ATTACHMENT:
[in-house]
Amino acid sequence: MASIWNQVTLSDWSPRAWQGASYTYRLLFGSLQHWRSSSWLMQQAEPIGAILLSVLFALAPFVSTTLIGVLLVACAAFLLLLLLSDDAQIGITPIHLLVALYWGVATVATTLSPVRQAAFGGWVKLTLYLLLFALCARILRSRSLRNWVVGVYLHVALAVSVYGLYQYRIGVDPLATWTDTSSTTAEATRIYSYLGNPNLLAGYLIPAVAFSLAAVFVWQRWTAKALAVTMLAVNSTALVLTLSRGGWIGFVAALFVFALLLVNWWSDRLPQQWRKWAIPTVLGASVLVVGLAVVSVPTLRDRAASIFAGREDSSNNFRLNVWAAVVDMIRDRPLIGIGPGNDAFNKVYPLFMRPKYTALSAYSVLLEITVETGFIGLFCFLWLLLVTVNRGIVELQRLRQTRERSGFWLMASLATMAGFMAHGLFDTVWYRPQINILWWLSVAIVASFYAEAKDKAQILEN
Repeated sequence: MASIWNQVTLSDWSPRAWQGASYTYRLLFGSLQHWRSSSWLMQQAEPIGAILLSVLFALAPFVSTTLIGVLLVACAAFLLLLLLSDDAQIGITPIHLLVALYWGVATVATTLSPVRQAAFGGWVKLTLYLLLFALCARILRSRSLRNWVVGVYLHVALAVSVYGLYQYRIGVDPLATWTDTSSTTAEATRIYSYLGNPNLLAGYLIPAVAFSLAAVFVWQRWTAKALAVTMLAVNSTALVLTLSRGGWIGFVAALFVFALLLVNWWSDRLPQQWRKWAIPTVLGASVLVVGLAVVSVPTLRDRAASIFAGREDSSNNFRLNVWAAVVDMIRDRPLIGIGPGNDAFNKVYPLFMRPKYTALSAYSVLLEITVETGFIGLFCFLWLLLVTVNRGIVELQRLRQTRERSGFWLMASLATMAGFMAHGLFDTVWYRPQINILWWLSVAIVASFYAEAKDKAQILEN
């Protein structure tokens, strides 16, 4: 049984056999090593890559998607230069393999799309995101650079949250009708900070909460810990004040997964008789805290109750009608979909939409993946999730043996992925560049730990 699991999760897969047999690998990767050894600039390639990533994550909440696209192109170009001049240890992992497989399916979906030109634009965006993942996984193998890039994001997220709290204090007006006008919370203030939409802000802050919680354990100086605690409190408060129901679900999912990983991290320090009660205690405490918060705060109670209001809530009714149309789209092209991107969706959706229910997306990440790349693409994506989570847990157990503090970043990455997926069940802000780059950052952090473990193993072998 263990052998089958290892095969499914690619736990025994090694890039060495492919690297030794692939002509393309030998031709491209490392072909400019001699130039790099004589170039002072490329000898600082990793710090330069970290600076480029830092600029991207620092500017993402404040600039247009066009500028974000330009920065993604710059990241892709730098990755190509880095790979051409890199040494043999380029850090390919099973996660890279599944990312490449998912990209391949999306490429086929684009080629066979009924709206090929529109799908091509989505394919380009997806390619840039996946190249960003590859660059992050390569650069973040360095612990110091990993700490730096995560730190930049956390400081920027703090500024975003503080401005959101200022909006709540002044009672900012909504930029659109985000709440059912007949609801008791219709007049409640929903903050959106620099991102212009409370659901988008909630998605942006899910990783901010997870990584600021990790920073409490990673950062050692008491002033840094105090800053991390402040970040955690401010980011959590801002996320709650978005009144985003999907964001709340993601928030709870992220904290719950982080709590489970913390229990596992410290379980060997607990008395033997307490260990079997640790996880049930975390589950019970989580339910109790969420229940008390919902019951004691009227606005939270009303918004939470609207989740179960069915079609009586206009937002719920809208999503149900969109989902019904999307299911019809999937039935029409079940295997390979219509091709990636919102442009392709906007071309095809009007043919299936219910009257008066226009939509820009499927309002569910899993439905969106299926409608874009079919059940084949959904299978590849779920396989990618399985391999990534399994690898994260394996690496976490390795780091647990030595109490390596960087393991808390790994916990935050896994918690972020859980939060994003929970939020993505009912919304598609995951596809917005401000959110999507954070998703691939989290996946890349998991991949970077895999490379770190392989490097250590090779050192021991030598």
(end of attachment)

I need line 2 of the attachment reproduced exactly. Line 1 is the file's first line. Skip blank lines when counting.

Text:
Amino acid sequence: MASIWNQVTLSDWSPRAWQGASYTYRLLFGSLQHWRSSSWLMQQAEPIGAILLSVLFALAPFVSTTLIGVLLVACAAFLLLLLLSDDAQIGITPIHLLVALYWGVATVATTLSPVRQAAFGGWVKLTLYLLLFALCARILRSRSLRNWVVGVYLHVALAVSVYGLYQYRIGVDPLATWTDTSSTTAEATRIYSYLGNPNLLAGYLIPAVAFSLAAVFVWQRWTAKALAVTMLAVNSTALVLTLSRGGWIGFVAALFVFALLLVNWWSDRLPQQWRKWAIPTVLGASVLVVGLAVVSVPTLRDRAASIFAGREDSSNNFRLNVWAAVVDMIRDRPLIGIGPGNDAFNKVYPLFMRPKYTALSAYSVLLEITVETGFIGLFCFLWLLLVTVNRGIVELQRLRQTRERSGFWLMASLATMAGFMAHGLFDTVWYRPQINILWWLSVAIVASFYAEAKDKAQILEN